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An Efficient Estate: Avoiding Probate

by | Feb 19, 2021 | Estate Planning/Will Preparation |

Every person who passes away dies with an “estate,” consisting of their worldly goods and possessions. However, not every person needs to have a probate.  Probate comes from the Latin probare, meaning “to test” or “to prove.”[1] In most cases, probate involves “proving” what is a person’s valid and controlling Last Will and Testament.  However, probate can be avoided through the use of several non-probate transfers.  The most common transfers are Pay on Death Beneficiaries, Joint Tenancy, and Transfer on Death Deeds.  By using these alternatives, the sometimes long, costly, and public process of probate can be avoided altogether.

Pay on Death Beneficiaries

Certain items in your estate do not always follow the directions provided in your Last Will and Testament (or via the state’s intestacy laws, if you do not have a Last Will and Testament).  The most common are Pay on Death Beneficiaries, as commonly found on your checking and savings accounts, retirement accounts, and life insurance policies.  By naming beneficiaries, you are able to avoid the probate process by instructing the financial institutions holding these accounts during your lifetime. The easiest way to complete this is to contact the financial institution and ask to review your beneficiaries. Each financial institution will have their own separate forms that must be completed. These items must be completed before your death: timely action and planning is required.  Generally, most institutions allow you to name primary beneficiaries as well as secondary beneficiaries in the event the primary beneficiaries predecease you. After your death, your beneficiaries generally only must submit a death certificate and complete the transfer paperwork provided by the financial institution. As noted, any Pay on Death Beneficiaries you name may supersede what is listed in your Last Will and Testament or other estate planning documents.  It is recommended to speak to an estate planning attorney to ensure your beneficiaries are correctly named and your wishes are fulfilled upon your passing.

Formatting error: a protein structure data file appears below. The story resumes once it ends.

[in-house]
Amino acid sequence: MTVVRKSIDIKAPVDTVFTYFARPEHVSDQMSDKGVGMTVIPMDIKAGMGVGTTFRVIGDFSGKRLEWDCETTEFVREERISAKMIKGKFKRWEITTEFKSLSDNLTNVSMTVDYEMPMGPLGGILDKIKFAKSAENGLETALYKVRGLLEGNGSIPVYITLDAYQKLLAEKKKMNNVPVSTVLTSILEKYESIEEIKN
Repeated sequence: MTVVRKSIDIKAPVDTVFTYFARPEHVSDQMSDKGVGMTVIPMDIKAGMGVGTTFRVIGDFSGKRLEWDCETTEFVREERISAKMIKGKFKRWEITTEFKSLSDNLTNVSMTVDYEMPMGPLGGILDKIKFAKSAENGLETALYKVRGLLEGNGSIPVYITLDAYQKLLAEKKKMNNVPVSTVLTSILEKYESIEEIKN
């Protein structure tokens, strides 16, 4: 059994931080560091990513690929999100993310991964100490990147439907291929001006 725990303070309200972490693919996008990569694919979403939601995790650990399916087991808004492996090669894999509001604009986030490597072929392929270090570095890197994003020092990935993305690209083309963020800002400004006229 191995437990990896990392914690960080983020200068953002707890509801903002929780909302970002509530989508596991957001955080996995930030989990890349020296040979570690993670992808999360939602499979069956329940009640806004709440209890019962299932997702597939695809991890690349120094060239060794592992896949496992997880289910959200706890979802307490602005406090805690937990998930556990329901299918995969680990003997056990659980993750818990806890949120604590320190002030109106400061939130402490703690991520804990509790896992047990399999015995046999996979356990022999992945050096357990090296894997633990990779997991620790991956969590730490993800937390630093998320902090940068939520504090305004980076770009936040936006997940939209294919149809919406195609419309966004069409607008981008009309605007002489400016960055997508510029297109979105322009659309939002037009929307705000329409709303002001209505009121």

Joint Tenancy

Joint Tenancy is one of the most common forms of ownership of real estate, and it is also  sometimes used for stocks, bank accounts, and other ownership interests.  Joint Tenancy’s main benefit is derived from the “right of survivorship.”[2]  When a joint tenant dies, the remaining joint tenant(s) become the owners of the deceased joint tenant’s share.  This process is completed automatically, but for real estate, it is generally evidenced in the recorded deed history of the property by an affidavit and death certificate.  Whether you own your property as joint tenants depends on how the property was deeded or transferred to you initially.[3] Spouses generally purchase and own their home and other real estate in joint tenancy.  However, it is recommended that an experienced attorney review your ownership interests, and determine  if any transfer deeds or other documents are required to change your ownership into joint tenancy. 

Transfer on Death Deeds